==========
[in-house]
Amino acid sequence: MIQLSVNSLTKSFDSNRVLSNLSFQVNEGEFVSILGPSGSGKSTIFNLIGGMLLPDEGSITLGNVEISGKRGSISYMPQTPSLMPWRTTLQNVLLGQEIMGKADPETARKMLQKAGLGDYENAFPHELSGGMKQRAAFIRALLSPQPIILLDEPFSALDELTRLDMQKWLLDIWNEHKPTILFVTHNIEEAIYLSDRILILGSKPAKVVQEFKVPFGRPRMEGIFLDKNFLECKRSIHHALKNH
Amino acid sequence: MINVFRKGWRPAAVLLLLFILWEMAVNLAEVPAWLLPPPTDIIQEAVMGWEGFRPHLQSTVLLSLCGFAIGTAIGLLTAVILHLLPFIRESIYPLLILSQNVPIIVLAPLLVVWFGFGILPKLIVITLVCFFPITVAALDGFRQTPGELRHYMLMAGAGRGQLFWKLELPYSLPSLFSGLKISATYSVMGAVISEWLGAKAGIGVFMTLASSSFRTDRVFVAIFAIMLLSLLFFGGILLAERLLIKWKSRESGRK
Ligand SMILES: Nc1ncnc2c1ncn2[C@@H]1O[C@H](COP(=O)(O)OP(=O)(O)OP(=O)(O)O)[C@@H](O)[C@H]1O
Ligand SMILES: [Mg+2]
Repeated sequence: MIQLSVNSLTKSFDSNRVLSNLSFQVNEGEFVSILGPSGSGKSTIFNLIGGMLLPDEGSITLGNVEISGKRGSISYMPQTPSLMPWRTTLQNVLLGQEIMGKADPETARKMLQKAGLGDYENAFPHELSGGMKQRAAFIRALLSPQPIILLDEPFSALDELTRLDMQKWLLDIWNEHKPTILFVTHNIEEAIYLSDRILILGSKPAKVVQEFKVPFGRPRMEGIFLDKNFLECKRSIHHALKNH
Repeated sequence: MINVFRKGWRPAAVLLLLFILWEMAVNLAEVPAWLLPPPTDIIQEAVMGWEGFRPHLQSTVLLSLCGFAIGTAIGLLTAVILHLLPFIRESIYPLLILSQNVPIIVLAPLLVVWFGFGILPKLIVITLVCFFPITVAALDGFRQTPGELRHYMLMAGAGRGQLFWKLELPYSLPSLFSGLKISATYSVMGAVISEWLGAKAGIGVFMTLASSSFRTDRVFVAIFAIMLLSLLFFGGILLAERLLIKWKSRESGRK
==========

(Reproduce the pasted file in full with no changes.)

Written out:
[in-house]
Amino acid sequence: MIQLSVNSLTKSFDSNRVLSNLSFQVNEGEFVSILGPSGSGKSTIFNLIGGMLLPDEGSITLGNVEISGKRGSISYMPQTPSLMPWRTTLQNVLLGQEIMGKADPETARKMLQKAGLGDYENAFPHELSGGMKQRAAFIRALLSPQPIILLDEPFSALDELTRLDMQKWLLDIWNEHKPTILFVTHNIEEAIYLSDRILILGSKPAKVVQEFKVPFGRPRMEGIFLDKNFLECKRSIHHALKNH
Amino acid sequence: MINVFRKGWRPAAVLLLLFILWEMAVNLAEVPAWLLPPPTDIIQEAVMGWEGFRPHLQSTVLLSLCGFAIGTAIGLLTAVILHLLPFIRESIYPLLILSQNVPIIVLAPLLVVWFGFGILPKLIVITLVCFFPITVAALDGFRQTPGELRHYMLMAGAGRGQLFWKLELPYSLPSLFSGLKISATYSVMGAVISEWLGAKAGIGVFMTLASSSFRTDRVFVAIFAIMLLSLLFFGGILLAERLLIKWKSRESGRK
Ligand SMILES: Nc1ncnc2c1ncn2[C@@H]1O[C@H](COP(=O)(O)OP(=O)(O)OP(=O)(O)O)[C@@H](O)[C@H]1O
Ligand SMILES: [Mg+2]
Repeated sequence: MIQLSVNSLTKSFDSNRVLSNLSFQVNEGEFVSILGPSGSGKSTIFNLIGGMLLPDEGSITLGNVEISGKRGSISYMPQTPSLMPWRTTLQNVLLGQEIMGKADPETARKMLQKAGLGDYENAFPHELSGGMKQRAAFIRALLSPQPIILLDEPFSALDELTRLDMQKWLLDIWNEHKPTILFVTHNIEEAIYLSDRILILGSKPAKVVQEFKVPFGRPRMEGIFLDKNFLECKRSIHHALKNH
Repeated sequence: MINVFRKGWRPAAVLLLLFILWEMAVNLAEVPAWLLPPPTDIIQEAVMGWEGFRPHLQSTVLLSLCGFAIGTAIGLLTAVILHLLPFIRESIYPLLILSQNVPIIVLAPLLVVWFGFGILPKLIVITLVCFFPITVAALDGFRQTPGELRHYMLMAGAGRGQLFWKLELPYSLPSLFSGLKISATYSVMGAVISEWLGAKAGIGVFMTLASSSFRTDRVFVAIFAIMLLSLLFFGGILLAERLLIKWKSRESGRK